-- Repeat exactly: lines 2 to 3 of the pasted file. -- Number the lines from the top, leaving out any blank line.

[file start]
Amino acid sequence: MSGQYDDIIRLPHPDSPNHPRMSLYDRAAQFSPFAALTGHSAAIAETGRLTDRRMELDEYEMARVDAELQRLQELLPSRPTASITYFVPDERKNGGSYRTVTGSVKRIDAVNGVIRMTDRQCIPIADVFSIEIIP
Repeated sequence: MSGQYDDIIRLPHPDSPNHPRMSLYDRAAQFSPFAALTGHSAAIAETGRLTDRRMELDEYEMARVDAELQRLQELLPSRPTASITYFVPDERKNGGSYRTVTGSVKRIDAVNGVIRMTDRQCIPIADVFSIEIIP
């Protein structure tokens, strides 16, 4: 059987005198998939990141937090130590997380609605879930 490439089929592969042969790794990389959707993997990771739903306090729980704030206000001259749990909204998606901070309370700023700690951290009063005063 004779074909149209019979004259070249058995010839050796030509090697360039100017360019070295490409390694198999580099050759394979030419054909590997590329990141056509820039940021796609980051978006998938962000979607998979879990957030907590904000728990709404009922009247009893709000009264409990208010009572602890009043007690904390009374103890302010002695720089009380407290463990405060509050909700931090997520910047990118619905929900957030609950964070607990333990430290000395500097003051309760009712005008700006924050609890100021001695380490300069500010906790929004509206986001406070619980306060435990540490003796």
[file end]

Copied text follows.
Repeated sequence: MSGQYDDIIRLPHPDSPNHPRMSLYDRAAQFSPFAALTGHSAAIAETGRLTDRRMELDEYEMARVDAELQRLQELLPSRPTASITYFVPDERKNGGSYRTVTGSVKRIDAVNGVIRMTDRQCIPIADVFSIEIIP
């Protein structure tokens, strides 16, 4: 059987005198998939990141937090130590997380609605879930 490439089929592969042969790794990389959707993997990771739903306090729980704030206000001259749990909204998606901070309370700023700690951290009063005063 004779074909149209019979004259070249058995010839050796030509090697360039100017360019070295490409390694198999580099050759394979030419054909590997590329990141056509820039940021796609980051978006998938962000979607998979879990957030907590904000728990709404009922009247009893709000009264409990208010009572602890009043007690904390009374103890302010002695720089009380407290463990405060509050909700931090997520910047990118619905929900957030609950964070607990333990430290000395500097003051309760009712005008700006924050609890100021001695380490300069500010906790929004509206986001406070619980306060435990540490003796």